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When it's time to adapt your leadership style

Written on May 9, 2024

By Jessica Salerno-Shumaker, OSCPA senior content manager  

While you might feel confident in your leadership style, circumstances can change and it’s helpful to recognize when you need to modify the way you lead to achieve your goals.  

“When you're in a situation where you recognize the need for a different style change, then you have to pull away from thinking about styles in a framework,” said Celia King, lead consultant at Arrants McSwain Leadership Coaching Services. “We teach the framework of congruence, which is getting what's happening internally to match what's needed externally for you.”  

And before looking to adapt your leadership style, King said you must be comfortable with how you currently lead. You should be able to articulate it to others when asked, and there are a wide variety of resources available, such as Myers-Briggs, that you can use if you want to understand your style better.  

The need to adapt might come from a variety of factors. Maybe you’re starting at a new company, beginning a large project you don’t have experience with or tackling a role with more responsibility. King suggested asking yourself these questions when considering how you might need to adapt your style:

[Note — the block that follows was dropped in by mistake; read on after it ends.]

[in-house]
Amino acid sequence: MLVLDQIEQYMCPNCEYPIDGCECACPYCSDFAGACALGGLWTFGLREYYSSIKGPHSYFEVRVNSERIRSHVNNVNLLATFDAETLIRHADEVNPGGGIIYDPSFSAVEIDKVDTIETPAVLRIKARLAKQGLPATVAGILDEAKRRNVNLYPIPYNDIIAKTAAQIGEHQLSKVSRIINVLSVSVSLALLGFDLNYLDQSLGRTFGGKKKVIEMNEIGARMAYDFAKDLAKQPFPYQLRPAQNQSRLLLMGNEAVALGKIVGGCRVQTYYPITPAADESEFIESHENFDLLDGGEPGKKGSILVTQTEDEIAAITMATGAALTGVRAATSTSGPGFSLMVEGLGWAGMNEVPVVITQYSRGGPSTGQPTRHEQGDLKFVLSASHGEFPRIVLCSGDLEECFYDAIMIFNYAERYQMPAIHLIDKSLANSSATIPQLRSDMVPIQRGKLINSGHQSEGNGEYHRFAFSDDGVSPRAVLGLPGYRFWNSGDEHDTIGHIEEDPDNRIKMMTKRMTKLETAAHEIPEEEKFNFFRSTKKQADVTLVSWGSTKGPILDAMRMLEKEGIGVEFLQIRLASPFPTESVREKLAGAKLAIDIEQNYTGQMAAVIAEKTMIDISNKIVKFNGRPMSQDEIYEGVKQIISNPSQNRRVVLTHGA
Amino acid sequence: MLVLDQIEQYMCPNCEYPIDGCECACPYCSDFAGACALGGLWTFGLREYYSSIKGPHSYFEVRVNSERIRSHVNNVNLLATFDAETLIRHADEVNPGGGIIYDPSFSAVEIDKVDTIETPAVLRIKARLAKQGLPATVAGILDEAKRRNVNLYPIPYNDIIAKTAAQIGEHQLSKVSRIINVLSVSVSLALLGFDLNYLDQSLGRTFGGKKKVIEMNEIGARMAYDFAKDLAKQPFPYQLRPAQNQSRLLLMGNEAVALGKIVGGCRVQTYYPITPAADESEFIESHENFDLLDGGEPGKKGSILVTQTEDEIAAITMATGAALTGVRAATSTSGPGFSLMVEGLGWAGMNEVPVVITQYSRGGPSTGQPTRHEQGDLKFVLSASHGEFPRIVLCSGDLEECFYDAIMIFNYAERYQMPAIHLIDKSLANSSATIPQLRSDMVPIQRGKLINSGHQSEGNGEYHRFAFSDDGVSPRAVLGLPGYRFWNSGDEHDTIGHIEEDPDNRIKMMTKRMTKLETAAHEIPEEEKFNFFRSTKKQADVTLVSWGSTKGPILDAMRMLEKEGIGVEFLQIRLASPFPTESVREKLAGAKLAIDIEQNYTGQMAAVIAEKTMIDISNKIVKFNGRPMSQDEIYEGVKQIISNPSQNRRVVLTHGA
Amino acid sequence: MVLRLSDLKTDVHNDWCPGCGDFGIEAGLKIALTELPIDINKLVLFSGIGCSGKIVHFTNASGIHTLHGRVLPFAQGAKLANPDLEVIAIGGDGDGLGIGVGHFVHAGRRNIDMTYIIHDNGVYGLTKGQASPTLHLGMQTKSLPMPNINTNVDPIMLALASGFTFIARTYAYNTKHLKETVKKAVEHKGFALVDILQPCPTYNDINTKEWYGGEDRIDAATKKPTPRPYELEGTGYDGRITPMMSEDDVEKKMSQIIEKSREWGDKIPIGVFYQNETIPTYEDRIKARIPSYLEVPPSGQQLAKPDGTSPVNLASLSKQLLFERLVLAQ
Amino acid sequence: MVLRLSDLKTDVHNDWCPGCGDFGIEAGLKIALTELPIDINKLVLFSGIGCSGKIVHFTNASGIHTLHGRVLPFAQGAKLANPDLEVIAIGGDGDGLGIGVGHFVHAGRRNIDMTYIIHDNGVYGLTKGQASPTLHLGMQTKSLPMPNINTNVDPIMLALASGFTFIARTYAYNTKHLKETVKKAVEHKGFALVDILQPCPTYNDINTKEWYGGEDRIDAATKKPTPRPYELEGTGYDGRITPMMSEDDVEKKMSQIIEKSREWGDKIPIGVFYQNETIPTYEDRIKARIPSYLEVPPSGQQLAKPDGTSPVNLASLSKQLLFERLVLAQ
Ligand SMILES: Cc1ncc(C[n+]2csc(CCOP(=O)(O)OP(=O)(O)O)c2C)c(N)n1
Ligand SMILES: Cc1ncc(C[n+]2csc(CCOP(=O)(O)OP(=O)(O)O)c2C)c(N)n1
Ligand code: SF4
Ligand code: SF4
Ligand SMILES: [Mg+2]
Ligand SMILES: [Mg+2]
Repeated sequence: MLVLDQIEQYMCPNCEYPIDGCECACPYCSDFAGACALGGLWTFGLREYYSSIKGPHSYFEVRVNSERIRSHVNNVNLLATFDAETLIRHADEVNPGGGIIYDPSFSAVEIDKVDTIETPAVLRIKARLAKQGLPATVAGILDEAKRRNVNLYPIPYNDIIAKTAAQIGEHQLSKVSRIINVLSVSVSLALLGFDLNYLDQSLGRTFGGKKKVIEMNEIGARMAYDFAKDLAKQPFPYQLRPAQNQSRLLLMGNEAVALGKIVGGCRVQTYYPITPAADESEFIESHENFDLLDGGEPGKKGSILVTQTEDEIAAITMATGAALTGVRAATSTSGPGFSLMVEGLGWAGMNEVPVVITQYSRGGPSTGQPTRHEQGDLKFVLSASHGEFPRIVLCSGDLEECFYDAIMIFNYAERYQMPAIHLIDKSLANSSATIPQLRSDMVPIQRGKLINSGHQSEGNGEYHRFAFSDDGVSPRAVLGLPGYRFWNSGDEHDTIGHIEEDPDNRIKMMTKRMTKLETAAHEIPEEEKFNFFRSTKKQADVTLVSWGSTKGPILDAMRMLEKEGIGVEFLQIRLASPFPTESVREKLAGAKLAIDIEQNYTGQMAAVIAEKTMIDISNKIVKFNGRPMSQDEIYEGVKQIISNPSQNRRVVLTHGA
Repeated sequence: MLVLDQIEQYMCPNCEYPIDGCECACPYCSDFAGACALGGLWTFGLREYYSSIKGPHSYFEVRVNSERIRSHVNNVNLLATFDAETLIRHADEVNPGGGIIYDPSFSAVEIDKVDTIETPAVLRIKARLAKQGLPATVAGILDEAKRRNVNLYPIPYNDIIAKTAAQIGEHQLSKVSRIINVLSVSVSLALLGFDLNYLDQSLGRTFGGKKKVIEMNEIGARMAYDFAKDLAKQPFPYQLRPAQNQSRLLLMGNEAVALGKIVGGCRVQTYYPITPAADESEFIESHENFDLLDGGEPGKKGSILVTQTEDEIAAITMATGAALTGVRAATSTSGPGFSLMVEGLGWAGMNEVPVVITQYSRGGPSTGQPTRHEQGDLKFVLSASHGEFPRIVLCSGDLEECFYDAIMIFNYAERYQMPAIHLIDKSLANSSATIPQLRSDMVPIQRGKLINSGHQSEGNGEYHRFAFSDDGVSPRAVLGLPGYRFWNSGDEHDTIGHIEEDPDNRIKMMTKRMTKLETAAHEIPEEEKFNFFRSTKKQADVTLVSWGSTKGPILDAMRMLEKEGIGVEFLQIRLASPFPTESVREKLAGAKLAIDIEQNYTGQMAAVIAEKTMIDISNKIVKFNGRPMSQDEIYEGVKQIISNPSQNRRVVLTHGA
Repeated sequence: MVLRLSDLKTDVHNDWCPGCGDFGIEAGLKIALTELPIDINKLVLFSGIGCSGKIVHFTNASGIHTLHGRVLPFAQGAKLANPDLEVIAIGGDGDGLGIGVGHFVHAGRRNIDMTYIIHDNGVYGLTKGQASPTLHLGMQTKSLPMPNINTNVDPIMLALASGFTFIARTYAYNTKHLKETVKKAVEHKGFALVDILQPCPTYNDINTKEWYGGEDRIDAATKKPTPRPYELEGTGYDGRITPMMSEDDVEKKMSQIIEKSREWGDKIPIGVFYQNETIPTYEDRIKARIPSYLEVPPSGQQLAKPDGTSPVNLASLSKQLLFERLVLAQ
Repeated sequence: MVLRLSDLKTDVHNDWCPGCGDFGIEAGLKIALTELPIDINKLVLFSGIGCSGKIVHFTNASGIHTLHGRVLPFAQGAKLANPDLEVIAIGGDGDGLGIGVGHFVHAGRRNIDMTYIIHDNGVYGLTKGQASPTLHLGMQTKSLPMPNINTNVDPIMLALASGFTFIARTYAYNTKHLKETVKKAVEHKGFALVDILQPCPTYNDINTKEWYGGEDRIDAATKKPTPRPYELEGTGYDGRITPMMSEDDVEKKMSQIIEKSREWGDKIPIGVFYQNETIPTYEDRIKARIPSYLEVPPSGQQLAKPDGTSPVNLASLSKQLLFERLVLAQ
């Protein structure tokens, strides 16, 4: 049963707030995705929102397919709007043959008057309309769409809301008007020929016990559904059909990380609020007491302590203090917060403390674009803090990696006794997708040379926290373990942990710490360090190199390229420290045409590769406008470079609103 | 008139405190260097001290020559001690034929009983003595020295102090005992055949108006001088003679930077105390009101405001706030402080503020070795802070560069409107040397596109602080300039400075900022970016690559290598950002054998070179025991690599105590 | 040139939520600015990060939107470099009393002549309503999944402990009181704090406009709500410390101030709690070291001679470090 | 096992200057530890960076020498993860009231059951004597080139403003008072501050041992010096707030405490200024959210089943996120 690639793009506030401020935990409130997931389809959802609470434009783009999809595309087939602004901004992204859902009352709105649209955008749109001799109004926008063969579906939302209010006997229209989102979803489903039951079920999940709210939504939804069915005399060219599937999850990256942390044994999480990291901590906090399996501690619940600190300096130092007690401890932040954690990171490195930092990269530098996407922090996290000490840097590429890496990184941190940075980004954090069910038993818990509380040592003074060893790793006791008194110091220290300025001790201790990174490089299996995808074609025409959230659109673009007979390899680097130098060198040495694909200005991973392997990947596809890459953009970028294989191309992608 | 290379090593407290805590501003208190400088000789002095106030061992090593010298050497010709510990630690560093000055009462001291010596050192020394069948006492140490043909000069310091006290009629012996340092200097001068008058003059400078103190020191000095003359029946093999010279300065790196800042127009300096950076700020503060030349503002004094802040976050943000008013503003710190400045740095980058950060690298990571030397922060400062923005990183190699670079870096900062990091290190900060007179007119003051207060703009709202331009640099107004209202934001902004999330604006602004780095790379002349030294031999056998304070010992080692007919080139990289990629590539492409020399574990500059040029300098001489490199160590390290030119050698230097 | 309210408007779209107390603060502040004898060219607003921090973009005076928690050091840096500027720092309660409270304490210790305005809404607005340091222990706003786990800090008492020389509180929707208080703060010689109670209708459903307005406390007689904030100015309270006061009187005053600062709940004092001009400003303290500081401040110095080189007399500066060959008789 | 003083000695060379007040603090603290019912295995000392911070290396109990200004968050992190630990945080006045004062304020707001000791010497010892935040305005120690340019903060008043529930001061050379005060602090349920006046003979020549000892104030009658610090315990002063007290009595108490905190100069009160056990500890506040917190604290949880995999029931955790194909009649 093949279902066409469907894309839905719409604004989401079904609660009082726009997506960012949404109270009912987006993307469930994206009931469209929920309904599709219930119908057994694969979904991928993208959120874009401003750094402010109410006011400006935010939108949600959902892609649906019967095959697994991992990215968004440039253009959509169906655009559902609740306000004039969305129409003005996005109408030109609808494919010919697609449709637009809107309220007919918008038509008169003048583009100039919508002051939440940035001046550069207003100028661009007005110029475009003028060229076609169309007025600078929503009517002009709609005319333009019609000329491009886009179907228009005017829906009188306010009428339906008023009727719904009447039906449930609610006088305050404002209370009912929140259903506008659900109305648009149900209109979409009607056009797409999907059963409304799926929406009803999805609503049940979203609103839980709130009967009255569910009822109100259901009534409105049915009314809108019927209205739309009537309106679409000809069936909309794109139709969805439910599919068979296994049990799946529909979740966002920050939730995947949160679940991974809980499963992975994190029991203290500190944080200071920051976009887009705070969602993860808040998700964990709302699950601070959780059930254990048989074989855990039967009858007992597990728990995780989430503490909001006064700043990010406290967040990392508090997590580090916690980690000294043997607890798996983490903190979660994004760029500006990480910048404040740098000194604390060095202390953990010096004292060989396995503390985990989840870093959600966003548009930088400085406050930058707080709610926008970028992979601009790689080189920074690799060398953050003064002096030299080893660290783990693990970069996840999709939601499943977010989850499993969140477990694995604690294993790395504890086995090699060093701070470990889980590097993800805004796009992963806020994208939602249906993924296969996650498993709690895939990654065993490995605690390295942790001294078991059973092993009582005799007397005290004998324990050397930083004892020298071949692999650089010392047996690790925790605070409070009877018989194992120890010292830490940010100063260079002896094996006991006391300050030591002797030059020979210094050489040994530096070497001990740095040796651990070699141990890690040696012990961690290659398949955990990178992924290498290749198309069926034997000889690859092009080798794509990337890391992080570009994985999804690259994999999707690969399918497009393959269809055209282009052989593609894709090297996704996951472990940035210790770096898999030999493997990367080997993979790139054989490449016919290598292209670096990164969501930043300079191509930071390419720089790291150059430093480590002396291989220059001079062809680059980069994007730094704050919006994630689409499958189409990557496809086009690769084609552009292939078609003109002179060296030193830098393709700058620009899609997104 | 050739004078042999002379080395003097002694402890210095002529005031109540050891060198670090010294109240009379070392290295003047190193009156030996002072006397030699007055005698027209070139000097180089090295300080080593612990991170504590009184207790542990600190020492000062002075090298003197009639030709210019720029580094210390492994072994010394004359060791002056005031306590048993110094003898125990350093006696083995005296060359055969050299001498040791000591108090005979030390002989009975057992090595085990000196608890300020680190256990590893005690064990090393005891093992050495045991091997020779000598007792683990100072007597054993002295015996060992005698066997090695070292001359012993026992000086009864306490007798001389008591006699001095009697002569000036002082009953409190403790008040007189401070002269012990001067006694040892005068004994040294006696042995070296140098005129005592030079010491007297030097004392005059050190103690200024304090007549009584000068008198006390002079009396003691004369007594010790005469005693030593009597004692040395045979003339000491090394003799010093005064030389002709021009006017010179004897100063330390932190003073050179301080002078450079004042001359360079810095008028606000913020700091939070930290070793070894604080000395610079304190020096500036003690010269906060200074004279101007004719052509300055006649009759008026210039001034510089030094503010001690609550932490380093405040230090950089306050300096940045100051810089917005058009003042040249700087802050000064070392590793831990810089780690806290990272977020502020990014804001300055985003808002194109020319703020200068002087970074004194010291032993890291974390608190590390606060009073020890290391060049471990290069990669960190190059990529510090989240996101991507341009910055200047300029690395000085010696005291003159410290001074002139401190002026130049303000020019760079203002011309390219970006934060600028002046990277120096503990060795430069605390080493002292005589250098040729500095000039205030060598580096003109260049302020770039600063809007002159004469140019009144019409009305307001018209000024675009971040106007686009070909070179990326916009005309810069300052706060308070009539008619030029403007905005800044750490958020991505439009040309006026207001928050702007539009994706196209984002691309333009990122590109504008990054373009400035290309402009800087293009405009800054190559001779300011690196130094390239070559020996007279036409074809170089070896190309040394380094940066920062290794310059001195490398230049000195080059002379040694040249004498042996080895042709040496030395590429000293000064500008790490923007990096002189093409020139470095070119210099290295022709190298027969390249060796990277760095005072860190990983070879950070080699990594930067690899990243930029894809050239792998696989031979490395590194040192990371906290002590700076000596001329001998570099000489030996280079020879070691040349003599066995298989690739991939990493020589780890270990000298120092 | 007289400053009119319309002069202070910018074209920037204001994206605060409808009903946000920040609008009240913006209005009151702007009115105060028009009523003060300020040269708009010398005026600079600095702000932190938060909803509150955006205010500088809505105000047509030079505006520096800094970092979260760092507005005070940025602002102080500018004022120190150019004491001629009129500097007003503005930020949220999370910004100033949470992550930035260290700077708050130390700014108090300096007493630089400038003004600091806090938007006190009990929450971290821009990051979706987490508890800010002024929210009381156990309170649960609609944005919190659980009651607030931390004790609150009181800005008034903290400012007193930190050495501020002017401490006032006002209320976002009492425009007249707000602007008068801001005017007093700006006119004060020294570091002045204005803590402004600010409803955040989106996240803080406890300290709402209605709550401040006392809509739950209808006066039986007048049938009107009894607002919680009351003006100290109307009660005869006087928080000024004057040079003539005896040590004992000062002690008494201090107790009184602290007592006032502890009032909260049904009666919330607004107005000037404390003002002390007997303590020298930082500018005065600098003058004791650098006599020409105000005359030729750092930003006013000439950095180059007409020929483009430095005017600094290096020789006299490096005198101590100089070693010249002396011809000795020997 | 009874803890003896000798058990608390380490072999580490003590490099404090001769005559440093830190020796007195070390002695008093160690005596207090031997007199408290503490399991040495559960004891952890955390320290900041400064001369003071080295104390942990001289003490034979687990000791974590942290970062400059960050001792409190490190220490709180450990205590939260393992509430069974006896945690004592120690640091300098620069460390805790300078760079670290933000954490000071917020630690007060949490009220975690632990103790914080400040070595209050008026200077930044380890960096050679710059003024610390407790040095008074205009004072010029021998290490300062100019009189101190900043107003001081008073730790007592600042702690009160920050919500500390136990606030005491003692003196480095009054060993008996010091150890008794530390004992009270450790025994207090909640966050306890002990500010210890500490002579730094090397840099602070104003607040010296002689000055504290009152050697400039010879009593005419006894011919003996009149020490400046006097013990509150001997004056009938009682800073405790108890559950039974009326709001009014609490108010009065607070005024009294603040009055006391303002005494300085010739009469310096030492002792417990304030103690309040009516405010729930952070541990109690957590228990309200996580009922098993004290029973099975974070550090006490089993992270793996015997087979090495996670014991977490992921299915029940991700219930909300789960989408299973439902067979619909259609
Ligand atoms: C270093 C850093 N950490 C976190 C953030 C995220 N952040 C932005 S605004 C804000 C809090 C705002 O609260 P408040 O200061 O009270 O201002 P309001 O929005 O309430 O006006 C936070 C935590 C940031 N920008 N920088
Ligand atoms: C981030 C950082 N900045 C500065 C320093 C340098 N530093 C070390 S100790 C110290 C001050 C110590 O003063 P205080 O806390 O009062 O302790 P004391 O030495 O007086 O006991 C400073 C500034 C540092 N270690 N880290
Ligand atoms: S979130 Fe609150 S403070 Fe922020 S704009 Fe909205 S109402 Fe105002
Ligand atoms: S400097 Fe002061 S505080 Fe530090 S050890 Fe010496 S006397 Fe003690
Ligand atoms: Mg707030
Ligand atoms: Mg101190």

• How do you connect with the team that you're working with individually? And collectively?  
  • Do you have a clear intent on how to move forward? 
  • How are you going to manage the pressure and energy of the group?  
  • Trying on a different style because you think that’s what’s needed might come across inauthentic at first, King said, which is why she said congruence is so important.  

“Don’t pretend to be someone you’re not,” she said.  

Instead, focus on what the situation needs and how your own skill set can help address those needs. She said finding new challenges means growth and give yourself space to learn new skills while building on the ones you already possess.  

A competent leader can admit when they don’t know something, but also pledges a follow-up that they will figure it out or work with someone who does. Leaders often feel they need to have all the answers all the time, which isn’t the case, King said. 

“Don't put that kind of pressure on yourself,” she said. “That's not realistic. And then that's what sets you up for false confidence. But when you get stuck, use your skills and resources to help get unstuck.” 

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